Philippine military pushes to defeat last Marawi fighters

Ahmad is the top remaining target for government forces battling to end the almost five-month siege of Marawi that has claimed more than 1,000 lives and left the Islamic city in ruins.

The bloody battle cost the lives of more than 1,000 people with many more civilians displaced in the fighting.

The military, which killed two key militant leaders on Monday, said they hoped it was the final phase of defeating a dwindling band of fighters who had occupied Marawi for nearly five months.

Following his appointment, Hapilon, based in Basilan, combined his terror unit with the Maute Group in central Mindanao.

Despite the gain, Lorenzana said that there was still one Maute leader, identified as "Doctor Mamud", who came from Malaysia, who was still at large.

Ano said troops are focused on rescuing the remaining hostages, which number around 22.

Fighting in Marawi City erupted between when government forces tried to arrest Hapilon who was declared as the "emir" of the terror group ISIS in Southeast Asia last May 23.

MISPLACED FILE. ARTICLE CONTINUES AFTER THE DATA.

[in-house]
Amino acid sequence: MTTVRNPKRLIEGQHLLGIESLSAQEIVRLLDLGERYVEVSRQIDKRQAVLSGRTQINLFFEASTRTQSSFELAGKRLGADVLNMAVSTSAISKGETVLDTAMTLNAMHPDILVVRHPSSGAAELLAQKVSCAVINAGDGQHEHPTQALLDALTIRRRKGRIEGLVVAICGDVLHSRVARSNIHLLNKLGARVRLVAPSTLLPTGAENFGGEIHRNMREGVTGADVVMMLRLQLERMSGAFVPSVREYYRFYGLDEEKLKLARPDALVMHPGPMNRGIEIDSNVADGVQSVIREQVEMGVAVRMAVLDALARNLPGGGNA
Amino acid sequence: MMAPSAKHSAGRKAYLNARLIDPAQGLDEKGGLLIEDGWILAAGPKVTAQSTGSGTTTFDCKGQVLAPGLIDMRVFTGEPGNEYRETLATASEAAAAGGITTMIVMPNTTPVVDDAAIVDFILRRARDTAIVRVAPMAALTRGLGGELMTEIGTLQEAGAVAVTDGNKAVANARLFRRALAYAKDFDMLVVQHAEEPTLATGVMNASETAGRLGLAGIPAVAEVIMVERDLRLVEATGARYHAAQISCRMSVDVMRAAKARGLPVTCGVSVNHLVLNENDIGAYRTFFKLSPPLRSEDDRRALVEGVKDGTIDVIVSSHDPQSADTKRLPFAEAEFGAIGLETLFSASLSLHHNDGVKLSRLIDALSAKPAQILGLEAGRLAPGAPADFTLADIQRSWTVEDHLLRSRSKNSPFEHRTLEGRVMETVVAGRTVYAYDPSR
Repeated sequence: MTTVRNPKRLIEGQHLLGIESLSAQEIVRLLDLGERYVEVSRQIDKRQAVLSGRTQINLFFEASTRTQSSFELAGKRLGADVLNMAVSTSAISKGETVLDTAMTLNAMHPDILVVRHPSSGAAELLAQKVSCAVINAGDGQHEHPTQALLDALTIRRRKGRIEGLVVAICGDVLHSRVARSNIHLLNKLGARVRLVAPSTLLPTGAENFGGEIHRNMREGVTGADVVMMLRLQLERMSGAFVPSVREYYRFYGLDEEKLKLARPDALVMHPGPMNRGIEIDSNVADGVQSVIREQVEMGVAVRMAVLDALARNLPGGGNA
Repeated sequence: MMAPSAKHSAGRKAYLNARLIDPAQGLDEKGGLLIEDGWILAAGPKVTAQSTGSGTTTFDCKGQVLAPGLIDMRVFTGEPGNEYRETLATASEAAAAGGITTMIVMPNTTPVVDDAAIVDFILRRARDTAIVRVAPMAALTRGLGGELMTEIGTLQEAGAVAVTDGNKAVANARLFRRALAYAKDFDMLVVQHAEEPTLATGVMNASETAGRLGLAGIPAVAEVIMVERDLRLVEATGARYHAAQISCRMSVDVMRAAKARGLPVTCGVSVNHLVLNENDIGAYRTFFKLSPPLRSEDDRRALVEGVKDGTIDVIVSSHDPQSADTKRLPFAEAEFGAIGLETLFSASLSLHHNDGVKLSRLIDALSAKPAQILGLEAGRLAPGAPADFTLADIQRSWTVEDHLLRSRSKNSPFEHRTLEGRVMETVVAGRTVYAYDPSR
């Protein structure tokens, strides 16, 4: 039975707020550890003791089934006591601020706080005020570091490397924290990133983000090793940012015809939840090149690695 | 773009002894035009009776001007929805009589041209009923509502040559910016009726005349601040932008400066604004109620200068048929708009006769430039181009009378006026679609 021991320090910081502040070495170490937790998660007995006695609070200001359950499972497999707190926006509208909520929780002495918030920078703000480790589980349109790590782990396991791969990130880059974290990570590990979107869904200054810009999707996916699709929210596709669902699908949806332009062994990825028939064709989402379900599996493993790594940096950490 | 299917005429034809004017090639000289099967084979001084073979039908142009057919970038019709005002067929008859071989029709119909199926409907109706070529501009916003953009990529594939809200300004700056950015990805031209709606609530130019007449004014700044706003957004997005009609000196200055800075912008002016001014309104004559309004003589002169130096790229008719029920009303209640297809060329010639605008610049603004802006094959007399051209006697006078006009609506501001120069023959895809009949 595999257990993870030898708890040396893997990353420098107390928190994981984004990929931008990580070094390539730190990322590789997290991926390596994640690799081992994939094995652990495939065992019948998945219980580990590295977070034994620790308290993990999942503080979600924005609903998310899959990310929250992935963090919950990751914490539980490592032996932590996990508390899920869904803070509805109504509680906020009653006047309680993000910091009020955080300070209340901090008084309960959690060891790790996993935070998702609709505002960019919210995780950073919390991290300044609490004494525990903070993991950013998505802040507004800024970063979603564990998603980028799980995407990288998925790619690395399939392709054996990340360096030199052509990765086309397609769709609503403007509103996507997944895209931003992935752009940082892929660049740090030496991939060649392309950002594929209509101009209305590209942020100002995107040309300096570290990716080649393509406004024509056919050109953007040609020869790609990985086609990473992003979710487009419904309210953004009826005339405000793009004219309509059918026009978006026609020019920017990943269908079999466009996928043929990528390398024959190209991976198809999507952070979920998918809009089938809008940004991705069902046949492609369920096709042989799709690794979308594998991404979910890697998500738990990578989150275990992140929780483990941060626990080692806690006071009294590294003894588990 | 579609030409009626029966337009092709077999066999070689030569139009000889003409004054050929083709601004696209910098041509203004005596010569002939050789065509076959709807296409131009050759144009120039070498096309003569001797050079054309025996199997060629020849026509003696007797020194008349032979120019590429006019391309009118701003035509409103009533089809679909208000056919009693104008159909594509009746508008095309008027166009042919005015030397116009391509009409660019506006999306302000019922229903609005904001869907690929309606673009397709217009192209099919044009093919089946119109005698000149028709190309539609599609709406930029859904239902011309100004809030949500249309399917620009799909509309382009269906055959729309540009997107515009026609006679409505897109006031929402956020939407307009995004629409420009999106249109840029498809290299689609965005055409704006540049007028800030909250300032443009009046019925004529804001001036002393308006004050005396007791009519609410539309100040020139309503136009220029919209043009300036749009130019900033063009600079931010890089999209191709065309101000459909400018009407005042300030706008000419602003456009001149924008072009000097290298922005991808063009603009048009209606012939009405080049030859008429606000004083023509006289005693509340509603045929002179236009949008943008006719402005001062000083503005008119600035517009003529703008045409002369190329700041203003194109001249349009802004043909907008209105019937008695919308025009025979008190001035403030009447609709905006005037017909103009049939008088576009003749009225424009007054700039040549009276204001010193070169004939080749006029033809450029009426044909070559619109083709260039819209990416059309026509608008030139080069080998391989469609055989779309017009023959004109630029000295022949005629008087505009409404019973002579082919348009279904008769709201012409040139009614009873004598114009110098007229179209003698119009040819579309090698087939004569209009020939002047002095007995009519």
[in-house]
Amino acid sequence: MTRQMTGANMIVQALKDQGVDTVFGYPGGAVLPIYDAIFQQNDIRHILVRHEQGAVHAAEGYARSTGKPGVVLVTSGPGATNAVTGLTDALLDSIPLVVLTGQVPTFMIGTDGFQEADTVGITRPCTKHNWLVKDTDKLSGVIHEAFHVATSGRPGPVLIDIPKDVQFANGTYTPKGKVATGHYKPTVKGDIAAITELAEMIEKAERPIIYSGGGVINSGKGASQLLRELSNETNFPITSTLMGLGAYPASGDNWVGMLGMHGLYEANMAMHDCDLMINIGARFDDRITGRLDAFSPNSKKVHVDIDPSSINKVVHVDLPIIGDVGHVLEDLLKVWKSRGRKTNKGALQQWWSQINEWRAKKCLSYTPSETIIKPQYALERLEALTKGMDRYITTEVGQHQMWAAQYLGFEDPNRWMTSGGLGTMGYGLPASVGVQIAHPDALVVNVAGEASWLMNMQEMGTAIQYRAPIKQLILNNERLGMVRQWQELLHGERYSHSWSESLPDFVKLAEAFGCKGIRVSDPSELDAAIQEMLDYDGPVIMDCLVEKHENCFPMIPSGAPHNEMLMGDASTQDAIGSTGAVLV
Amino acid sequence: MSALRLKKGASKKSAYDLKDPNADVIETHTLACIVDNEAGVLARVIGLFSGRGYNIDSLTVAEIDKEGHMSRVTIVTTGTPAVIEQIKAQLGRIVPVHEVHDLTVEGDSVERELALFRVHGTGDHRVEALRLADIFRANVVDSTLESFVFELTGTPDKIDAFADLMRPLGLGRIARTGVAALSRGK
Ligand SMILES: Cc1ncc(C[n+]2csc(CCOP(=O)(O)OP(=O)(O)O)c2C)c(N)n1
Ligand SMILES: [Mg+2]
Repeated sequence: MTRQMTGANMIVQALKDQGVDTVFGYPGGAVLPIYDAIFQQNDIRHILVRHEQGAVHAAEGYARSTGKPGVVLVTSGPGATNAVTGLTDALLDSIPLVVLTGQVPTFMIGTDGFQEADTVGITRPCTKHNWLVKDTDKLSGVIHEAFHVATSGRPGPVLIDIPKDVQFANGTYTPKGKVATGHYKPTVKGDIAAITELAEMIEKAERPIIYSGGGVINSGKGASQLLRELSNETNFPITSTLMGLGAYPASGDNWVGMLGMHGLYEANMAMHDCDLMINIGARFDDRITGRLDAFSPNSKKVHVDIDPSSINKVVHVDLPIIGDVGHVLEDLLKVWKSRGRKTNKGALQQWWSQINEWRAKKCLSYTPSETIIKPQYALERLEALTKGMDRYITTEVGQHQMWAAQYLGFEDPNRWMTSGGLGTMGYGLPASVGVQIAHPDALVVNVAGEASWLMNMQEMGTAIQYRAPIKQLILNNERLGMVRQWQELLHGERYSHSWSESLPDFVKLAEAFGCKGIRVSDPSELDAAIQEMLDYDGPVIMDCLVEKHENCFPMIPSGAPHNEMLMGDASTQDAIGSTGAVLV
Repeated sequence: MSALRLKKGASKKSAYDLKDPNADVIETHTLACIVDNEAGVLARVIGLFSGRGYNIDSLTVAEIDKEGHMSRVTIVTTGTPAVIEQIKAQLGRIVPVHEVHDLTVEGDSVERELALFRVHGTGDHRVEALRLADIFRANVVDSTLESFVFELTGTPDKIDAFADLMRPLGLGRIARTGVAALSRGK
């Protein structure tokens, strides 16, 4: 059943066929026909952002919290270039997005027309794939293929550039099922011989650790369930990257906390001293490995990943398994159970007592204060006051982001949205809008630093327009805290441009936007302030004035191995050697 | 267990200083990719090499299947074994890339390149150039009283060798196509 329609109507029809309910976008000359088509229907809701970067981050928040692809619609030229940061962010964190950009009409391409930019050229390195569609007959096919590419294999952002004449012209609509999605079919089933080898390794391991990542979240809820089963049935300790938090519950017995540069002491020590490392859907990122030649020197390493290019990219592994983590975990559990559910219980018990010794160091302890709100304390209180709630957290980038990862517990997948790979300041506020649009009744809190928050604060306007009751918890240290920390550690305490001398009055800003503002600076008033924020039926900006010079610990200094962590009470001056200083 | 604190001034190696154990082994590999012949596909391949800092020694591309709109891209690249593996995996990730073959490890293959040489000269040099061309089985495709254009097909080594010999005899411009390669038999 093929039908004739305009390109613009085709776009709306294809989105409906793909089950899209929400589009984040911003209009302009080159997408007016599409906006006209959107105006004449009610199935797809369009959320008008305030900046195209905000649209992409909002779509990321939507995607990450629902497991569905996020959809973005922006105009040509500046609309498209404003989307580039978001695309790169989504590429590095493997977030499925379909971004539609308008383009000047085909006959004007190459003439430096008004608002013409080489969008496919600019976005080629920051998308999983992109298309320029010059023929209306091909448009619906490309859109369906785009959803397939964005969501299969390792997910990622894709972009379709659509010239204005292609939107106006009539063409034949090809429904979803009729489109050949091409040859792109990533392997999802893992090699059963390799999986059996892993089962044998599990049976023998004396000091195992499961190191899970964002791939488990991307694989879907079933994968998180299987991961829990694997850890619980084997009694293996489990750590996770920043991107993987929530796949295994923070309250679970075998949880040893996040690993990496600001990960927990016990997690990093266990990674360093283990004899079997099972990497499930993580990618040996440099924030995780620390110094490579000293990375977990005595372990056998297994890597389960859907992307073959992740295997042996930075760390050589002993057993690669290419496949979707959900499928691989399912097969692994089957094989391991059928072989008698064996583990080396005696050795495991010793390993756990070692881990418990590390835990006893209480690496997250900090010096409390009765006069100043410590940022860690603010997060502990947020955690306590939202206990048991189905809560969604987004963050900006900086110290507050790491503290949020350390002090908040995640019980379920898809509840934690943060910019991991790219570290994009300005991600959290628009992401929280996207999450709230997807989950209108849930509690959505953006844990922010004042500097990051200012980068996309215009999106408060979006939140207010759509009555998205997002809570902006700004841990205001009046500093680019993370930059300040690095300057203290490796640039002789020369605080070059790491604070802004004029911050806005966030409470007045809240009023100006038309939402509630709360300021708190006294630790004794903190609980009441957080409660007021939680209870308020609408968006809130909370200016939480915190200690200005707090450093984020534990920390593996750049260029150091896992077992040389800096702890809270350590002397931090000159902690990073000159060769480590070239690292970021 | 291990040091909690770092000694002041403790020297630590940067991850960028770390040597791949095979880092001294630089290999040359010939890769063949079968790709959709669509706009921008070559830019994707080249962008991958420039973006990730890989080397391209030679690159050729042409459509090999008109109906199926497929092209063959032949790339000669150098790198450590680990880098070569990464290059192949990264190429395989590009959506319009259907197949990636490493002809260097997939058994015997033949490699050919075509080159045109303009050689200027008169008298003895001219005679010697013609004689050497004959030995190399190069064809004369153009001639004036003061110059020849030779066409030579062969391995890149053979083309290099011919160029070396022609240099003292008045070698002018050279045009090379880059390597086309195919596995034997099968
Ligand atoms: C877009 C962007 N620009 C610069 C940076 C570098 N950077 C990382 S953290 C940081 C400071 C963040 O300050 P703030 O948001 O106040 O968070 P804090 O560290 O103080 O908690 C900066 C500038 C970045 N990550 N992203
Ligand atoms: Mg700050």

However, AFP Chief of Staff General Eduardo Año stressed in a press briefing in Marawi, also on Tuesday, assured that just because the battle is near its end, it does not mean that there will be a "letup" in their operations.

"We have received a report from [Armed Forces of the Philippines] ground commanders in Marawi that the operation conducted by government forces to retake the last remaining Daesh-Maute stronghold in the city has resulted in the death of the last terrorist leaders Isnilon Hapilon and Omar Maute, and that their bodies have been recovered by our operating units", said Lorenzana.

The military's recent offensive led to the release of 17 hostages, according to Zia Alonto Adiong, spokesperson for the Marawi Crisis Management Committee. DNA tests will be carried out on the two bodies because of the reward offer from the U.S. and Philippine governments, Lorenzana said. "So, it's huge money", the defense chief said.

Hapilon is believed to have been involved in the 2001 kidnappings of three Americans, two of whom were later killed.

Ano added with Hapilon and Maute dead, the equation may change. He said "the Maute-IS have established very strong defensive positions", adding that the IS fighters were hiding in dugouts and basements of occupied buildings.

The rebel alliance in Marawi is comprised of fighters from the Maute group, Abu Sayyaf, and aided by foreigners from countries that include Malaysia, Indonesia, Singapore, and some Middle East states.